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CH: These treatments seem so alien compared to the mental health care available in Ireland, basically as surreal as zebras in a garden…
DS: Absolutely. The fact that in Ireland we’re only now, deep into the 21st century, coming to the realization that a national, multi-faceted approach to the mental health crisis is required, is pretty disgraceful. The bottom line is that before you can address a problem of this magnitude, you have to admit that there is one. You have to cultivate an atmosphere where that discussion can be part of the public discourse, and it took us a long, long time to do that. No country’s mental health services are perfect, of course, and, God knows, if you’re poor in the US, your chances of having access to adequate care are slim to nil, but there has at least been a reckoning with the existence of the problem for some time now, which is more than we in Ireland could say in the nineties and previous years. That’s been no secret of course, but I think spending time with these characters and considering the options they would and would not have had in the Ireland of the early nineties brought it home to me in a deeper way.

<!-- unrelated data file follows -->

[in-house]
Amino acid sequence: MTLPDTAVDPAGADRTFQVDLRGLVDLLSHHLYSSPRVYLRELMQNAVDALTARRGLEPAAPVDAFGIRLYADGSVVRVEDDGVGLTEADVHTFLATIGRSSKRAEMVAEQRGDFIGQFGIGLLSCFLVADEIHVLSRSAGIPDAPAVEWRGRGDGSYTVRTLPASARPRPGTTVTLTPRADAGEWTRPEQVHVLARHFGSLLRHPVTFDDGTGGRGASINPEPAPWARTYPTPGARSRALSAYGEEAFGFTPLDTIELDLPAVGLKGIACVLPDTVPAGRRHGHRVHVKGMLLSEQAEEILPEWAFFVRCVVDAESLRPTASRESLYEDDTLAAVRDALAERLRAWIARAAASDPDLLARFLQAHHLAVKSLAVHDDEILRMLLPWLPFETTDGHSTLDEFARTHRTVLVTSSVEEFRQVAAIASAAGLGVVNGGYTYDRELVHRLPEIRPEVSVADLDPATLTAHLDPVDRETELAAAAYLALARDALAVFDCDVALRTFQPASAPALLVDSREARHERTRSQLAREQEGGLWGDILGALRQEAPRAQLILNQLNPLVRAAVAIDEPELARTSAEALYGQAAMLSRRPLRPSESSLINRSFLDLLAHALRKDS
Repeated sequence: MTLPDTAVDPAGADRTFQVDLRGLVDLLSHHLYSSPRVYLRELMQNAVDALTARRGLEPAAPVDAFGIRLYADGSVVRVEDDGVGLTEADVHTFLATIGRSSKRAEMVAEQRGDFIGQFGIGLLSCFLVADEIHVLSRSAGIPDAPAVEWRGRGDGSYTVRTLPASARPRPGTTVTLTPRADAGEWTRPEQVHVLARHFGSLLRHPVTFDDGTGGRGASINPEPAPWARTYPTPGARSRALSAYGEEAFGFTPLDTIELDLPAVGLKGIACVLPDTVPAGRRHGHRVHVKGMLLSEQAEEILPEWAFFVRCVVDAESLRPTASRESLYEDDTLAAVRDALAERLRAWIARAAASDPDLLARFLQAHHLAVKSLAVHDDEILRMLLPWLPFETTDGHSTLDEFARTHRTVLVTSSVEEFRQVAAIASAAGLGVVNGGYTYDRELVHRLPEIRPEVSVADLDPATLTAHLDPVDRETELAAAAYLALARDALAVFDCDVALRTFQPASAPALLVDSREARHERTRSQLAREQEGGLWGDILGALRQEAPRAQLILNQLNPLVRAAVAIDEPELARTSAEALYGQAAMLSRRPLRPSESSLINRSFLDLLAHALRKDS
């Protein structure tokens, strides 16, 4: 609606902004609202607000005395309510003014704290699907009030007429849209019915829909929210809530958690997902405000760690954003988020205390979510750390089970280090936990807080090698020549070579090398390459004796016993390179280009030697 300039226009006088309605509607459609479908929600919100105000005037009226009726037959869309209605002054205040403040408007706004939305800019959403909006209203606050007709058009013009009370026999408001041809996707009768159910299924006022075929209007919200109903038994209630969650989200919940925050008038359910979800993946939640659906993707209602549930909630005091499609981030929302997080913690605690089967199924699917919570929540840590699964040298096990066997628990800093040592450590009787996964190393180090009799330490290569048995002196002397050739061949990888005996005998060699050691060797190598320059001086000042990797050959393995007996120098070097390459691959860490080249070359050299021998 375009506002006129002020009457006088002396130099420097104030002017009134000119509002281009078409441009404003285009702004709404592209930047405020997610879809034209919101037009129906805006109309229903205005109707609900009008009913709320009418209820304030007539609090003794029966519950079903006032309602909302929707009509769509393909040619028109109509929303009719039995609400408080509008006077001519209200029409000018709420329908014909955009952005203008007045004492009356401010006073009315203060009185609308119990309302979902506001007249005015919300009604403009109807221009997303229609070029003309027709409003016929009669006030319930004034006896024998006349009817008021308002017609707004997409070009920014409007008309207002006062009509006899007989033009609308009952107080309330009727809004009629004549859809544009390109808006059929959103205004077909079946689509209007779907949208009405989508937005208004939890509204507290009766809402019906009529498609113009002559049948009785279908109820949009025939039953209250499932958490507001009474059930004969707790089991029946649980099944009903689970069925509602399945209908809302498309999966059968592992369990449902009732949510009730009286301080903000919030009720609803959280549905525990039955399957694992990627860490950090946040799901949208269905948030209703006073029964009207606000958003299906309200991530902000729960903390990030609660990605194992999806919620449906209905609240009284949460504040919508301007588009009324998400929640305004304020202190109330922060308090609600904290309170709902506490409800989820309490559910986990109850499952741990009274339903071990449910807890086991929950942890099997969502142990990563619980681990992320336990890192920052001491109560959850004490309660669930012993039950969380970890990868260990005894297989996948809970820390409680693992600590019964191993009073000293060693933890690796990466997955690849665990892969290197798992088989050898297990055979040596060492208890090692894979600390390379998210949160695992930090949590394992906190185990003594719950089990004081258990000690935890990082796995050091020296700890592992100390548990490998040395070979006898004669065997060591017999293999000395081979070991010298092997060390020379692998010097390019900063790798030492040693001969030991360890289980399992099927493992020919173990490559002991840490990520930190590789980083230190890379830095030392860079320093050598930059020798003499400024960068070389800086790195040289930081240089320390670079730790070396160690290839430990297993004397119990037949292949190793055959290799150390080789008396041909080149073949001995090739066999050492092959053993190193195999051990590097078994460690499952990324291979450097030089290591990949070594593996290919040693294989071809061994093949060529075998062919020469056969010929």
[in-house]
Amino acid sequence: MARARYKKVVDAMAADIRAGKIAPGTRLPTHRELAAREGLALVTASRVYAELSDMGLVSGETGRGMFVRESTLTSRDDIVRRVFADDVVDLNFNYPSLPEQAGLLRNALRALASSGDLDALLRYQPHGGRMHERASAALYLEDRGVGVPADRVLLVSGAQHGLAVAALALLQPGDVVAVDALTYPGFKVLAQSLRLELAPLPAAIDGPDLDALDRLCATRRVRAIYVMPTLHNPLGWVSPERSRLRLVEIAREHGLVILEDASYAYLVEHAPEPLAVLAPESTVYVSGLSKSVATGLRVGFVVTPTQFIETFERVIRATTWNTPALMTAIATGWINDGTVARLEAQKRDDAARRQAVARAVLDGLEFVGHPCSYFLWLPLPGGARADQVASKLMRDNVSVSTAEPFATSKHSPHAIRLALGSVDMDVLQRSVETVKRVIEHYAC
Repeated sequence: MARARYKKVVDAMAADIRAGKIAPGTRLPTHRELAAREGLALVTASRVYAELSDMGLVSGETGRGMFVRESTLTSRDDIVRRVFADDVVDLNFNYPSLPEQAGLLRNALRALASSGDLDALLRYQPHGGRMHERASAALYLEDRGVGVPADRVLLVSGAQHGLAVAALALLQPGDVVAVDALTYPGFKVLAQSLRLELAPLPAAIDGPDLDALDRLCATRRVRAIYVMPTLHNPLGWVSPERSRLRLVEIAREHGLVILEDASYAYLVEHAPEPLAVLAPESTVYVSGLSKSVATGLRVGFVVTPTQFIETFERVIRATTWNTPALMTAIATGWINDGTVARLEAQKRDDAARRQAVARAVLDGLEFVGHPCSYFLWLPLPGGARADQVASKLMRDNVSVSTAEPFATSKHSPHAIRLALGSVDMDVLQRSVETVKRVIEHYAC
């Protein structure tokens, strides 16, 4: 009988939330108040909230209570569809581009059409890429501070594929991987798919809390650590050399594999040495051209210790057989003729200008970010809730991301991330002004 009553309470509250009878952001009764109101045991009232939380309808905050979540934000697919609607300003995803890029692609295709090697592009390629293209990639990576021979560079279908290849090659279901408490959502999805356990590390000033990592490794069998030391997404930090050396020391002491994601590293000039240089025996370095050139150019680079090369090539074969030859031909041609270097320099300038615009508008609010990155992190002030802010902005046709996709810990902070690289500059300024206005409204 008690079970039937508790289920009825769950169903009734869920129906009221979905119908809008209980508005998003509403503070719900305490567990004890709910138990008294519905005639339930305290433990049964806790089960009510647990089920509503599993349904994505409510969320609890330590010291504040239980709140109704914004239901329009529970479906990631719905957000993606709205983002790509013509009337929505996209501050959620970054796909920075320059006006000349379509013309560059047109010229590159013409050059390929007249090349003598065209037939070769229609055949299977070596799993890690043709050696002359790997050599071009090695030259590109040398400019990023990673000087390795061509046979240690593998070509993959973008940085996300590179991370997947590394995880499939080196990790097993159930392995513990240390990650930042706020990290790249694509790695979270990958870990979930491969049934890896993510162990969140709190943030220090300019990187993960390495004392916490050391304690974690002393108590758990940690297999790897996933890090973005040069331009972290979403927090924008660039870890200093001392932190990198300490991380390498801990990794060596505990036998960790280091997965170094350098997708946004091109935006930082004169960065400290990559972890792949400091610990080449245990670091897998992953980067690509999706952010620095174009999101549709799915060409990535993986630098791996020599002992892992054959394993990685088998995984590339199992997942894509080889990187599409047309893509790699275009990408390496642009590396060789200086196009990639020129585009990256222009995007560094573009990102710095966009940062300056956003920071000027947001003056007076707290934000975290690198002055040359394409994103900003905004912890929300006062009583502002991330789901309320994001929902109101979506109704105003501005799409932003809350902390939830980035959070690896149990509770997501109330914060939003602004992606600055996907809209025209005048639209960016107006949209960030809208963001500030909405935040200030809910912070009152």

CH: This was a project that spanned five years and we have discussed your trips to Bosnia and the way you researched the conflict there, speaking directly with people preserving that history and visiting sites. You said that, when you were young, you were fixated by the images on the TV of the Bosnian war but also felt a sense of shame for being so eager to learn more about the horrors that befell Sarajevo. I sometimes grapple with this in my own work. Looking back, in what ways did the novel and your expectations of it shift? Did you always have that self awareness of the thin line between bearing witness and “disaster tourism” as you described it?